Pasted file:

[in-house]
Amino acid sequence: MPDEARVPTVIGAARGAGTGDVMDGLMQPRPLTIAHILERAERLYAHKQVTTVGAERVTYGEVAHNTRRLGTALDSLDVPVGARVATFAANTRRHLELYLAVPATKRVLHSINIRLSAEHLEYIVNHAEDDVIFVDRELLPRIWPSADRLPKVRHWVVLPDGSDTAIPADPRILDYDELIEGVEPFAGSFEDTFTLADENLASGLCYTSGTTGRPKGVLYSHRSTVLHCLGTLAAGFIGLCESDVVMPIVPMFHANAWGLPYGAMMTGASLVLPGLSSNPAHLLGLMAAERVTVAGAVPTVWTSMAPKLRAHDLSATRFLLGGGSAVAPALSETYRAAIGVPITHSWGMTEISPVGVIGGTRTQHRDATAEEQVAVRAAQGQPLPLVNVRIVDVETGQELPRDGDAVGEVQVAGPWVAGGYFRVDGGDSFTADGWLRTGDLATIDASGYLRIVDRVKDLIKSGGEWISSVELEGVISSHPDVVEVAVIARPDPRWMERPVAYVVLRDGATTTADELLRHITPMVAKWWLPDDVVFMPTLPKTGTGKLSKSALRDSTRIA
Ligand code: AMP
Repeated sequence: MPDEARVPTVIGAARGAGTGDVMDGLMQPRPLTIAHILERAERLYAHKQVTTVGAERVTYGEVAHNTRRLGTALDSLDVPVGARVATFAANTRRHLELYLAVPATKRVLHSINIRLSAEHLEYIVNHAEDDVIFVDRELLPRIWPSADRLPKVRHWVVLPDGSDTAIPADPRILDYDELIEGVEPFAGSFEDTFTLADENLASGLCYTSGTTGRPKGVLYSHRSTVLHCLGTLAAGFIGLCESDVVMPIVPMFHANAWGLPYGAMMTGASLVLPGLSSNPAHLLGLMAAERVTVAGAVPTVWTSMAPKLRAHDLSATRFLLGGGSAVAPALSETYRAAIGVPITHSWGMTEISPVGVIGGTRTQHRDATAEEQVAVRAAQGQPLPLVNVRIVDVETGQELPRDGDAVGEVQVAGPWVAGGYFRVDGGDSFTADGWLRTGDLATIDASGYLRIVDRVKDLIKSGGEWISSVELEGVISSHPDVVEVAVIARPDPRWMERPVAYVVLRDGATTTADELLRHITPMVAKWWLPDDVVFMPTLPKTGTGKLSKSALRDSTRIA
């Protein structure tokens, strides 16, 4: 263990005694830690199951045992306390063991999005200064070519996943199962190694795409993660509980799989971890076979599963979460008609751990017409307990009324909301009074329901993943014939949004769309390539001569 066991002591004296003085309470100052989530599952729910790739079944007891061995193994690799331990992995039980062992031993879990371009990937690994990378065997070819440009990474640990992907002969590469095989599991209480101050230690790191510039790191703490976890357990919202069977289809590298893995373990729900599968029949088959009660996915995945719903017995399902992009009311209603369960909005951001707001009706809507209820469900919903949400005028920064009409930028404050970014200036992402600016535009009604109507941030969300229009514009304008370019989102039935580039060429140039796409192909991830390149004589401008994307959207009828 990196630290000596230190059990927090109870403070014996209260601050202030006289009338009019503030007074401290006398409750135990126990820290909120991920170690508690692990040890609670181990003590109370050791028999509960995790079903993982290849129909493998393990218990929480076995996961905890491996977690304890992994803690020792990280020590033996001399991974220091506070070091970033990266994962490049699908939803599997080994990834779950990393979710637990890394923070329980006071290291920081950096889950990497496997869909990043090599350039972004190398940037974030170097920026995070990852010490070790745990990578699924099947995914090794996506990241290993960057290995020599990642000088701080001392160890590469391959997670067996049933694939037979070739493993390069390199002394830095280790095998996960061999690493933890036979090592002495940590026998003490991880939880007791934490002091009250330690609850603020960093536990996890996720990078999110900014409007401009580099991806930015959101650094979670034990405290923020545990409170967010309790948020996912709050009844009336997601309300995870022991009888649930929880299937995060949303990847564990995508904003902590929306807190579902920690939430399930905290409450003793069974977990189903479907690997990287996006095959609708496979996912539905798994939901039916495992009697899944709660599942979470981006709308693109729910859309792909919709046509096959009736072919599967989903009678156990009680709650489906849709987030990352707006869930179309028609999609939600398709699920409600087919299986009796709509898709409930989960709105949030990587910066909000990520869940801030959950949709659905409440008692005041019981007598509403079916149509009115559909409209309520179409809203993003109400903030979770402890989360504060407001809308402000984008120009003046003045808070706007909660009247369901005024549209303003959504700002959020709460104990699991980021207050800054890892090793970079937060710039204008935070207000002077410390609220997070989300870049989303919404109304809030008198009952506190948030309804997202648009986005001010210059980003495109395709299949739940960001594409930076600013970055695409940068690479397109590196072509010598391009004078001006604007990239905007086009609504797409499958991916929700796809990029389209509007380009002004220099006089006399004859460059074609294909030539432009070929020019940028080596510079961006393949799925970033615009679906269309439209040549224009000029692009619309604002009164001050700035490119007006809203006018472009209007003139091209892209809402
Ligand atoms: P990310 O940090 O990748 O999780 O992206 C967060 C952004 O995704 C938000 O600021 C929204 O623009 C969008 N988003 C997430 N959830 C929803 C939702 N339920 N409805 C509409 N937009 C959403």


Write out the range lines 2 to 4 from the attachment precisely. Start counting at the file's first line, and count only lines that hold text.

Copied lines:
Amino acid sequence: MPDEARVPTVIGAARGAGTGDVMDGLMQPRPLTIAHILERAERLYAHKQVTTVGAERVTYGEVAHNTRRLGTALDSLDVPVGARVATFAANTRRHLELYLAVPATKRVLHSINIRLSAEHLEYIVNHAEDDVIFVDRELLPRIWPSADRLPKVRHWVVLPDGSDTAIPADPRILDYDELIEGVEPFAGSFEDTFTLADENLASGLCYTSGTTGRPKGVLYSHRSTVLHCLGTLAAGFIGLCESDVVMPIVPMFHANAWGLPYGAMMTGASLVLPGLSSNPAHLLGLMAAERVTVAGAVPTVWTSMAPKLRAHDLSATRFLLGGGSAVAPALSETYRAAIGVPITHSWGMTEISPVGVIGGTRTQHRDATAEEQVAVRAAQGQPLPLVNVRIVDVETGQELPRDGDAVGEVQVAGPWVAGGYFRVDGGDSFTADGWLRTGDLATIDASGYLRIVDRVKDLIKSGGEWISSVELEGVISSHPDVVEVAVIARPDPRWMERPVAYVVLRDGATTTADELLRHITPMVAKWWLPDDVVFMPTLPKTGTGKLSKSALRDSTRIA
Ligand code: AMP
Repeated sequence: MPDEARVPTVIGAARGAGTGDVMDGLMQPRPLTIAHILERAERLYAHKQVTTVGAERVTYGEVAHNTRRLGTALDSLDVPVGARVATFAANTRRHLELYLAVPATKRVLHSINIRLSAEHLEYIVNHAEDDVIFVDRELLPRIWPSADRLPKVRHWVVLPDGSDTAIPADPRILDYDELIEGVEPFAGSFEDTFTLADENLASGLCYTSGTTGRPKGVLYSHRSTVLHCLGTLAAGFIGLCESDVVMPIVPMFHANAWGLPYGAMMTGASLVLPGLSSNPAHLLGLMAAERVTVAGAVPTVWTSMAPKLRAHDLSATRFLLGGGSAVAPALSETYRAAIGVPITHSWGMTEISPVGVIGGTRTQHRDATAEEQVAVRAAQGQPLPLVNVRIVDVETGQELPRDGDAVGEVQVAGPWVAGGYFRVDGGDSFTADGWLRTGDLATIDASGYLRIVDRVKDLIKSGGEWISSVELEGVISSHPDVVEVAVIARPDPRWMERPVAYVVLRDGATTTADELLRHITPMVAKWWLPDDVVFMPTLPKTGTGKLSKSALRDSTRIA